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Dell turns to snail mail to send patch

The company is sending out CDs with a fix for some of its Axim X5 handhelds. Dell had offered a downloadable patch, but some used it to perform unauthorized upgrades on older handhelds.

Dell plans to use a low-tech method to deliver a software update that solves a performance glitch that's affecting some of its Axim X5 handhelds.

The Round Rock, Texas-based PC maker will send CD-ROMs that contain software that fixes the glitch to an undisclosed number of Axim X5 handheld owners who use the U.S. Postal Service or other delivery methods.

Dell said the glitch affects Axim X5s shipped from the factory before July 16 with Microsoft's Windows Mobile 2003 Software for Pocket PC. The flaw hampers the performance of the devices.

Dell is sending the CD instead of delivering the update as a download from its Web site. The company's original plan was to post the fix on its site and then follow up by sending the CDs. But after posting the software update on July 30, Dell removed it the same day, when it learned that some Axim X5 owners used it to perform unauthorized operating system upgrades on older handhelds.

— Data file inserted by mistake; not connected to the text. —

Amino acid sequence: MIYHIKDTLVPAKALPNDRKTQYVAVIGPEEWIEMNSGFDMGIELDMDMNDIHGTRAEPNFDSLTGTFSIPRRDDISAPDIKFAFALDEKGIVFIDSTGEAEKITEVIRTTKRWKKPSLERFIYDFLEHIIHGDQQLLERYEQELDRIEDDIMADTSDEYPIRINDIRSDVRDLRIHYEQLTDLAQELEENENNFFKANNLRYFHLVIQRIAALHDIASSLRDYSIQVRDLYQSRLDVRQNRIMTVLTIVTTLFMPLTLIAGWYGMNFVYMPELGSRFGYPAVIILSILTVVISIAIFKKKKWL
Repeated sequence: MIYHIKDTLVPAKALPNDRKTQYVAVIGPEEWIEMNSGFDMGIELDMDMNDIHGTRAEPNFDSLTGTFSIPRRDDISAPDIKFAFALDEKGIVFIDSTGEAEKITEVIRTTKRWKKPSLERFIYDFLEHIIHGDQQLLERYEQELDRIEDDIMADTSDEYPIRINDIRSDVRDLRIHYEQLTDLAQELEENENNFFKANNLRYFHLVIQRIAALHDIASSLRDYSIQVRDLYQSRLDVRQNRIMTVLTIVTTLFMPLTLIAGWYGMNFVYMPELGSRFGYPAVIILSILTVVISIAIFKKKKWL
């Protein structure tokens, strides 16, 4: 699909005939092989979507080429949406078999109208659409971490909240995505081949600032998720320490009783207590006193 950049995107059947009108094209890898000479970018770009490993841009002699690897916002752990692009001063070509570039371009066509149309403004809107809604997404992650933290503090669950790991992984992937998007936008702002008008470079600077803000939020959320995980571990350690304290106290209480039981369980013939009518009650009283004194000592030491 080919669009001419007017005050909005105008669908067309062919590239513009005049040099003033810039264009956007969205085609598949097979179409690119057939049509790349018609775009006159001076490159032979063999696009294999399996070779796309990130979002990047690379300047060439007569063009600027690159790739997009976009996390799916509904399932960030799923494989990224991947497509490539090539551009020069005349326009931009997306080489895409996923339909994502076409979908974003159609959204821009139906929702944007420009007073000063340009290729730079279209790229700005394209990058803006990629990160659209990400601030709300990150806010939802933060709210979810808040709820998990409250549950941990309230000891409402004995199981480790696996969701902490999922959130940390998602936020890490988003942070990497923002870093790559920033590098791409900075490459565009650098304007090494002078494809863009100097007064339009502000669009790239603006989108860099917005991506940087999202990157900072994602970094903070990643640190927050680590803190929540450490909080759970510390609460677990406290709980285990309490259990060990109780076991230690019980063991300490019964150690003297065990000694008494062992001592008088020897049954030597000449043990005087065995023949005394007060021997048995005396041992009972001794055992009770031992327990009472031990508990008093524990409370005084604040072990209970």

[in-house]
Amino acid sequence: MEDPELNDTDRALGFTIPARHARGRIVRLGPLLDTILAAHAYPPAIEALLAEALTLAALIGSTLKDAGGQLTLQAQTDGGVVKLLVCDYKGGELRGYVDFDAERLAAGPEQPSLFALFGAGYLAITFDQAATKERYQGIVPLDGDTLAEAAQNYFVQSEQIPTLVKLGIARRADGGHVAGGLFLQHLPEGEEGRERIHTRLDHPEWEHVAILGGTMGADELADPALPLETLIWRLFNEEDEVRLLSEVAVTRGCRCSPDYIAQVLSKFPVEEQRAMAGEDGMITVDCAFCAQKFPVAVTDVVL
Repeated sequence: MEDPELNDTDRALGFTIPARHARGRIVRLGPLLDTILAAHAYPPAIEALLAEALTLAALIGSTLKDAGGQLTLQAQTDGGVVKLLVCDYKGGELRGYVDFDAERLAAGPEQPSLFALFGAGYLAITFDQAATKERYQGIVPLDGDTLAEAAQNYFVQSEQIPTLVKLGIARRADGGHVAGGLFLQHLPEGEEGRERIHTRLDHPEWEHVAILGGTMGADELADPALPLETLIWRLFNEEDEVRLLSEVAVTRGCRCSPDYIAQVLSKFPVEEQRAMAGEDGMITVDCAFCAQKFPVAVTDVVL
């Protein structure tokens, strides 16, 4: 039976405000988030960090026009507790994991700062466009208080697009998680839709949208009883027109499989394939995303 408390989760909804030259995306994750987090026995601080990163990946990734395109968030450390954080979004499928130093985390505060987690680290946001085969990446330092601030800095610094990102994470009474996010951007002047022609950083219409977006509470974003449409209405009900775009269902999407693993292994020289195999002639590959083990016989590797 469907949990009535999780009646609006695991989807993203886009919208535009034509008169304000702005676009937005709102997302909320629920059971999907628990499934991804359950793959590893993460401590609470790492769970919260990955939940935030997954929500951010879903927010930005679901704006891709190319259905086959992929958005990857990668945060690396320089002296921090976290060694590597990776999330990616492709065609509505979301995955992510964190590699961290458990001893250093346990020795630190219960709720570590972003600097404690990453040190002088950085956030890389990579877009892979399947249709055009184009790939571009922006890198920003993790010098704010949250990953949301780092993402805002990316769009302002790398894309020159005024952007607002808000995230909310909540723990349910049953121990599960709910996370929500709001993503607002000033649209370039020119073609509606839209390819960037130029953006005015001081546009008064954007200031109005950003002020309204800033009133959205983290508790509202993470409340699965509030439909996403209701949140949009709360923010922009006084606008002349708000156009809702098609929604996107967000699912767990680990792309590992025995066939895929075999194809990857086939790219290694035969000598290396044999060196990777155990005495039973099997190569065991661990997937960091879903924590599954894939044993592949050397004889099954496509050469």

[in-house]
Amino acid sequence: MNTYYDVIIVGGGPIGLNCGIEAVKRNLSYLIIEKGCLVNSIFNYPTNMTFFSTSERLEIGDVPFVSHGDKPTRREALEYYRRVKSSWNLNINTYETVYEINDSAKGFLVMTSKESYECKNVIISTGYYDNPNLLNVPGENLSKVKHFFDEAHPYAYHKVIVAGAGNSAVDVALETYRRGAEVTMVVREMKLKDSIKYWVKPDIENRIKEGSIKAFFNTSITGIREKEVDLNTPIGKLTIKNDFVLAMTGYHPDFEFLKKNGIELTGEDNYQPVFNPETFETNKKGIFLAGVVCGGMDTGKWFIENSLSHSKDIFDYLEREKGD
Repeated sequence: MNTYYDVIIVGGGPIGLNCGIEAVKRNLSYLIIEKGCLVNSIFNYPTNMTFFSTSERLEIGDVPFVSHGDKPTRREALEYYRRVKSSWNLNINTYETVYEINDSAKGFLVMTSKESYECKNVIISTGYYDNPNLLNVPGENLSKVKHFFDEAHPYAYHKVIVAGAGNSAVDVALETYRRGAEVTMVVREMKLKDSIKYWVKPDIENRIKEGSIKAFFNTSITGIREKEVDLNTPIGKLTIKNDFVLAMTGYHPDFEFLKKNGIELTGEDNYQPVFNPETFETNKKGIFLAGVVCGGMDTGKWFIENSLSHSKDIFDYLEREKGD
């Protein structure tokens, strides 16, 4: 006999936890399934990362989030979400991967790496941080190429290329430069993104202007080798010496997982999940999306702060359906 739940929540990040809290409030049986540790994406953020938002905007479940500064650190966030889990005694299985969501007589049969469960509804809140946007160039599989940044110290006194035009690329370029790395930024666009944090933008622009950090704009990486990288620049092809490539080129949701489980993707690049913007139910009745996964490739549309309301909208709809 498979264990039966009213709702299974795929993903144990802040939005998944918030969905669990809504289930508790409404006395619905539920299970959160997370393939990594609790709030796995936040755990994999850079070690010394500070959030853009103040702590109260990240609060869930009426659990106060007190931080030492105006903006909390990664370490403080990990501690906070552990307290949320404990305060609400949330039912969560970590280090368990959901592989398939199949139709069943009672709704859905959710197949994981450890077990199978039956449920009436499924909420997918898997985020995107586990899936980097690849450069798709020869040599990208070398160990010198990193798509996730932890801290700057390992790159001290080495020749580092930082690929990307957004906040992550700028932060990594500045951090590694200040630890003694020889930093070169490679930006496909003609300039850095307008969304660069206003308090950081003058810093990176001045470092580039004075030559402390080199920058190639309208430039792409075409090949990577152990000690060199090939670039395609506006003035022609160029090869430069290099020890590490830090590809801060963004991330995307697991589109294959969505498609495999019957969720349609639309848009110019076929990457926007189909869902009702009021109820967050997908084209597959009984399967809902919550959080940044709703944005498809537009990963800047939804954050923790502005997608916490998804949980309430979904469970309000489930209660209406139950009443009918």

Dell had expected to send out the CDs by the end of this week, but the plan fell through. The company is working to send the updates soon but has yet to determine an exact date for when they will be sent out, a company representative said.

"Unfortunately, it is taking longer than anticipated to ship the CDs," the representative said.

The Axim X5 is the first handheld to be sold under Dell's brand name. So far, the device has been successful, gaining nearly 7 percent of the handheld market during the second quarter of 2003.

The glitch, which first cropped up in late June, only affects versions of the handheld sold before July 16. Dell held shipments between July 16 and July 30, while it worked on the problem.

Although Dell delayed Axim X5 shipments by only about two weeks, the glitch disappointed at least some Axim owners. Some voiced their discontent on Web forums, including Dell's own tech support site.

Dell isn't the only company to have difficulties with its handheld, however. Gateway delayed indefinitely its Pocket PC 2003 handheld, saying it missed a critical launch window after postponing the device's debut to allow for additional testing.